When she touched her fingers to the wound at her side, they came away wet. Too much blood. Footsteps. Someone was coming. She couldn’t climb, not with this wound, not with the amount of blood she’d lost. She remembered her father putting her on the rope ladder the first time. Climb, Inej.

The cargo containers were stacked like a pyramid here. If she could make it up just one, she could hide herself on the first level. Just one. She could climb or she could stand there and die.

She willed her mind to clarity and hopped up, fingertips latching onto the top of the crate. Climb, Inej. She dragged herself over the edge onto the tin roof of the container.

It felt so good to lie there, but she knew she’d left a trail of blood behind her. One more, she told herself. One more and you’ll be safe. She forced herself up to her knees and reached for the next crate.

The surface beneath her began to rock. She heard laughter from below.

“Come out, come out, Wraith! We have secrets to tell!”

Desperately, she reached for the lip of the next crate again and gripped it, fighting through an onslaught of pain as the container under

her dropped away. Then she was just hanging, legs dangling helplessly down. They didn’t open fire; they wanted her alive.

“Come on down, Wraith!”

She didn’t know where the strength came from but she managed to pull herself over the top. She lay on the crate’s roof, panting.

Just one more. But she couldn’t. Couldn’t push to her knees, couldn’t reach, couldn’t even roll. It hurt too much. Climb, Inej.

“I can’t, Papa,” she whispered. Even now she hated to disappoint him. Move, she told herself. This is a stupid place to die. And yet a voice in her head said there were worse places. She would die here, in freedom, beneath the beginnings of dawn. She’d die after a worthy fight, not because some man had tired of her or required more from her than she could give. Better to die here by her own blade than with her face

painted and her body swathed in false silks.

A hand seized her ankle. They’d climbed the crates. Why hadn’t she heard them? Was she that far gone? They had her. Someone was turning her onto her back.

She slid the dagger from the sheath at her wrist. In the Barrel, a blade this sharp was known as kind steel. It meant a quick death. Better that than torture at the mercy of the Black Tips or the Razorgulls.

May the Saints receive me. She pressed the tip beneath her breast, between her ribs, an arrow to her heart. Then a hand gripped her wrist painfully, forcing her to drop the blade.

“Not just yet, Inej.”

The rasp of stone on stone. Her eyes flew open. Kaz.

He bundled her into his arms and leaped down from the crates, landing roughly, his bad leg buckling.

She moaned as they hit the ground. “Did we win?”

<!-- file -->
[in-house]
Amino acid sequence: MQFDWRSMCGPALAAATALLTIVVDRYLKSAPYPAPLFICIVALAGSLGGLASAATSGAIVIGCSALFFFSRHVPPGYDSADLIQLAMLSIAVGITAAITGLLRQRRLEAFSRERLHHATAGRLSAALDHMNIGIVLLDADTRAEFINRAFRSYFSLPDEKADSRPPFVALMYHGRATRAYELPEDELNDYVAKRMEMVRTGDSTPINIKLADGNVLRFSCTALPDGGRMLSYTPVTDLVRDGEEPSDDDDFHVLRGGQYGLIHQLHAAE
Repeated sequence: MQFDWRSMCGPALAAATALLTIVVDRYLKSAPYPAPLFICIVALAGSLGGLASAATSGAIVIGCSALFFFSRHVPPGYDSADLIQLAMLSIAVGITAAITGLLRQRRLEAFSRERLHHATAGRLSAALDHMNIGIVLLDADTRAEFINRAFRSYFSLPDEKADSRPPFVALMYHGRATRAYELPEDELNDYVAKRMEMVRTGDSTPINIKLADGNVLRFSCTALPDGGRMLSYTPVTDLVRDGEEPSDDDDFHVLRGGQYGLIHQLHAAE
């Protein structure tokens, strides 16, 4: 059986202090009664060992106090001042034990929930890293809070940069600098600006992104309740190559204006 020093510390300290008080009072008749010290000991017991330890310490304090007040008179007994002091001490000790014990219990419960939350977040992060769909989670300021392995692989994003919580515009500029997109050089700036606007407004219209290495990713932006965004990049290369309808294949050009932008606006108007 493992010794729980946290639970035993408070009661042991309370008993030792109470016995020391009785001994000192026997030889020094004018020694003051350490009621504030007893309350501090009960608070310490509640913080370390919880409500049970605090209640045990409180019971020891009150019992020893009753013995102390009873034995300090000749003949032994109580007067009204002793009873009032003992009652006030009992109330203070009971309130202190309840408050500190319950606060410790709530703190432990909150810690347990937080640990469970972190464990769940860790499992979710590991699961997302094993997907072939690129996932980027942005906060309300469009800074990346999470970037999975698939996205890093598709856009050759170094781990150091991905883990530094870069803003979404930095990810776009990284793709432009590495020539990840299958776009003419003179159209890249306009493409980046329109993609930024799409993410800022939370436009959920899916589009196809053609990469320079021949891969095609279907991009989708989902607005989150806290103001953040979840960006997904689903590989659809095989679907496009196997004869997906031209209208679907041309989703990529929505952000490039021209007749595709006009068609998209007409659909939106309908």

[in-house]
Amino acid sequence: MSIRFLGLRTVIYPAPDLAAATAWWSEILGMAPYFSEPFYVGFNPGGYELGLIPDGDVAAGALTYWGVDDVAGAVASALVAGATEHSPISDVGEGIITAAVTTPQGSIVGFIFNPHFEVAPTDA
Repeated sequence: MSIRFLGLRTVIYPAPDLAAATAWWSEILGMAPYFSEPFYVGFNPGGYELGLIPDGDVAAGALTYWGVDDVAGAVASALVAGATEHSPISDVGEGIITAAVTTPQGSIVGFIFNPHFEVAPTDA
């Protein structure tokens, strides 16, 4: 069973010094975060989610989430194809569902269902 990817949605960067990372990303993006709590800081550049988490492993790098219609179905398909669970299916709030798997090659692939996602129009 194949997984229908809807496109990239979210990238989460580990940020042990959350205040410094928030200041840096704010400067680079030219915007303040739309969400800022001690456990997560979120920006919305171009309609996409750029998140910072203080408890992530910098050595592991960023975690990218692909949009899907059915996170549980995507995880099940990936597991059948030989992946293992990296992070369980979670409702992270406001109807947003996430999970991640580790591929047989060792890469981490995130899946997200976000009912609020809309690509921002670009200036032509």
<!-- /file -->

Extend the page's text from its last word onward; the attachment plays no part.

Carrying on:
“I’m here, aren’t I?”

He must be running. Her body jounced painfully against his chest with every lurching step. He needed his cane.

“I don’t want to die.”

“I’ll do my best to make other arrangements for you.” She closed her eyes.

“Keep talking, Wraith. Don’t slip away from me.” “But it’s what I do best.”

He clutched her tighter. “Just make it to the schooner. Open your damn eyes, Inej.”

She tried. Her vision was blurring, but she could make out a pale, shiny scar on Kaz’s neck, right beneath his jaw. She remembered the first time she’d seen him at the Menagerie. He paid Tante Heleen for information – stock tips, political pillow talk, anything the Menagerie’s clients blabbed about when drunk or giddy on bliss. He never visited Heleen’s girls, though plenty would have been happy to take him up to their rooms. They claimed he gave them the shivers, that his hands were permanently stained with blood beneath those black gloves, but she’d recognised the eagerness in their voices and the way they tracked him with their eyes.

One night, as he’d passed her in the parlour, she’d done a foolish thing, a reckless thing. “I can help you,” she’d whispered. He’d glanced at her, then proceeded on his way as if she’d said nothing at all. The next morning, she’d been called to Tante Heleen’s parlour. She’d been sure another beating was coming or worse, but instead Kaz Brekker had been standing there, leaning on his crow-head cane, waiting to change her life.

“I can help you,” she said now. “Help me with what?”

She couldn’t remember. There was something she was supposed to tell him. It didn’t matter any more.

“Talk to me, Wraith.” “You came back for me.”

“I protect my investments.”

Investments. “I’m glad I’m bleeding all over your shirt.” “I’ll put it on your tab.”

Now she remembered. He owed her an apology. “Say you’re sorry.” “For what?”

“Just say it.”

She didn’t hear his reply. The world had grown very dark indeed.